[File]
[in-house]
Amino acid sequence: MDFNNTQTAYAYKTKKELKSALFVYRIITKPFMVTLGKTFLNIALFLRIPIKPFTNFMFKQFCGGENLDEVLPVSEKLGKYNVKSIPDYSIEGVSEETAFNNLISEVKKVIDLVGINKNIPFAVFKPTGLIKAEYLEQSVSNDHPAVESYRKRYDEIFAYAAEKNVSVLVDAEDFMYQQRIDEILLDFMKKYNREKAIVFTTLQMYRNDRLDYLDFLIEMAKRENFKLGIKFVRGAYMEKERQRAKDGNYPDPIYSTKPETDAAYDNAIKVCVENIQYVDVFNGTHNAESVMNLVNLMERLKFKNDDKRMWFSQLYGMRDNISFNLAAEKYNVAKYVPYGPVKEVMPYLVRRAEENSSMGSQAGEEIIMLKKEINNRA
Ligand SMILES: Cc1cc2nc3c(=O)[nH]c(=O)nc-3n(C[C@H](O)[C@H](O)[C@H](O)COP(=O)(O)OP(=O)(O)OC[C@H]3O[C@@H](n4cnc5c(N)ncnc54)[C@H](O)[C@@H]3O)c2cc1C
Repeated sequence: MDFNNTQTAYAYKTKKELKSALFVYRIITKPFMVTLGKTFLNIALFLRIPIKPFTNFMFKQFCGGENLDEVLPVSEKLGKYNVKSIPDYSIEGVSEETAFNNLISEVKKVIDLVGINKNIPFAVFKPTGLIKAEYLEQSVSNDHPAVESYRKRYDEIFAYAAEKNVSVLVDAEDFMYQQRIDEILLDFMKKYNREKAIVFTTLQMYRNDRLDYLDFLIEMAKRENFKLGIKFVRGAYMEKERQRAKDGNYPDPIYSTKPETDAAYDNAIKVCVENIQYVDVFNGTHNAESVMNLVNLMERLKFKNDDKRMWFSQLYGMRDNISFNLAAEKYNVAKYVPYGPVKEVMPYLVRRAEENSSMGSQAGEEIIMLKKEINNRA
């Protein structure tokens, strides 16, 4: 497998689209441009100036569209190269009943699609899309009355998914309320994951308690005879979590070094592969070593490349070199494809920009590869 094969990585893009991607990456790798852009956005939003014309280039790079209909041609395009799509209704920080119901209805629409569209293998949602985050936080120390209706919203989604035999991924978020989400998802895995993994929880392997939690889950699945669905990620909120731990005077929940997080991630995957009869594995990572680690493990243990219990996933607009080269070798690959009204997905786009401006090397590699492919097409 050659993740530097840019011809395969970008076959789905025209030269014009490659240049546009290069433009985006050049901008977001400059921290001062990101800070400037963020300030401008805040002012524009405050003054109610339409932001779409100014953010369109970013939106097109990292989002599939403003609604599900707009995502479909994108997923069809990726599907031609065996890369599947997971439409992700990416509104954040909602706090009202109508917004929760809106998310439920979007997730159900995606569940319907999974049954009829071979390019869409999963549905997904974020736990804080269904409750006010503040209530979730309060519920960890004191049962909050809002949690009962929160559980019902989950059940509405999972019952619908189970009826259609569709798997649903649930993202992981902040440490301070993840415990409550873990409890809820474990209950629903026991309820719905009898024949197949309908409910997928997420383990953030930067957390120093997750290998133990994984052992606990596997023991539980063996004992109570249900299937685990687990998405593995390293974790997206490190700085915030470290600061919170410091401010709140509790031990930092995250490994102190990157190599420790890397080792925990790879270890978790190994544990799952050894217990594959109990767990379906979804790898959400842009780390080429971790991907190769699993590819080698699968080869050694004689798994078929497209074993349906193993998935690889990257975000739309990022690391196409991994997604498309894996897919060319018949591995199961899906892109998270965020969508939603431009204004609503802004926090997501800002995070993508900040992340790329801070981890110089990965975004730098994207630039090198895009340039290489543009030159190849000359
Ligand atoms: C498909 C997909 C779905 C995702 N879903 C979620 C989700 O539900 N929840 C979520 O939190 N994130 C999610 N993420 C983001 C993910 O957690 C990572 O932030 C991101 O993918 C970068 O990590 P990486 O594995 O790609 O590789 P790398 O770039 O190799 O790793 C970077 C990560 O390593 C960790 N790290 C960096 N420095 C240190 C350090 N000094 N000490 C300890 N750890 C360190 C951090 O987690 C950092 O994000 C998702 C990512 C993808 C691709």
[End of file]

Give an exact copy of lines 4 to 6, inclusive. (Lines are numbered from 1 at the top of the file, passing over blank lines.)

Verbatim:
Repeated sequence: MDFNNTQTAYAYKTKKELKSALFVYRIITKPFMVTLGKTFLNIALFLRIPIKPFTNFMFKQFCGGENLDEVLPVSEKLGKYNVKSIPDYSIEGVSEETAFNNLISEVKKVIDLVGINKNIPFAVFKPTGLIKAEYLEQSVSNDHPAVESYRKRYDEIFAYAAEKNVSVLVDAEDFMYQQRIDEILLDFMKKYNREKAIVFTTLQMYRNDRLDYLDFLIEMAKRENFKLGIKFVRGAYMEKERQRAKDGNYPDPIYSTKPETDAAYDNAIKVCVENIQYVDVFNGTHNAESVMNLVNLMERLKFKNDDKRMWFSQLYGMRDNISFNLAAEKYNVAKYVPYGPVKEVMPYLVRRAEENSSMGSQAGEEIIMLKKEINNRA
């Protein structure tokens, strides 16, 4: 497998689209441009100036569209190269009943699609899309009355998914309320994951308690005879979590070094592969070593490349070199494809920009590869 094969990585893009991607990456790798852009956005939003014309280039790079209909041609395009799509209704920080119901209805629409569209293998949602985050936080120390209706919203989604035999991924978020989400998802895995993994929880392997939690889950699945669905990620909120731990005077929940997080991630995957009869594995990572680690493990243990219990996933607009080269070798690959009204997905786009401006090397590699492919097409 050659993740530097840019011809395969970008076959789905025209030269014009490659240049546009290069433009985006050049901008977001400059921290001062990101800070400037963020300030401008805040002012524009405050003054109610339409932001779409100014953010369109970013939106097109990292989002599939403003609604599900707009995502479909994108997923069809990726599907031609065996890369599947997971439409992700990416509104954040909602706090009202109508917004929760809106998310439920979007997730159900995606569940319907999974049954009829071979390019869409999963549905997904974020736990804080269904409750006010503040209530979730309060519920960890004191049962909050809002949690009962929160559980019902989950059940509405999972019952619908189970009826259609569709798997649903649930993202992981902040440490301070993840415990409550873990409890809820474990209950629903026991309820719905009898024949197949309908409910997928997420383990953030930067957390120093997750290998133990994984052992606990596997023991539980063996004992109570249900299937685990687990998405593995390293974790997206490190700085915030470290600061919170410091401010709140509790031990930092995250490994102190990157190599420790890397080792925990790879270890978790190994544990799952050894217990594959109990767990379906979804790898959400842009780390080429971790991907190769699993590819080698699968080869050694004689798994078929497209074993349906193993998935690889990257975000739309990022690391196409991994997604498309894996897919060319018949591995199961899906892109998270965020969508939603431009204004609503802004926090997501800002995070993508900040992340790329801070981890110089990965975004730098994207630039090198895009340039290489543009030159190849000359
Ligand atoms: C498909 C997909 C779905 C995702 N879903 C979620 C989700 O539900 N929840 C979520 O939190 N994130 C999610 N993420 C983001 C993910 O957690 C990572 O932030 C991101 O993918 C970068 O990590 P990486 O594995 O790609 O590789 P790398 O770039 O190799 O790793 C970077 C990560 O390593 C960790 N790290 C960096 N420095 C240190 C350090 N000094 N000490 C300890 N750890 C360190 C951090 O987690 C950092 O994000 C998702 C990512 C993808 C691709």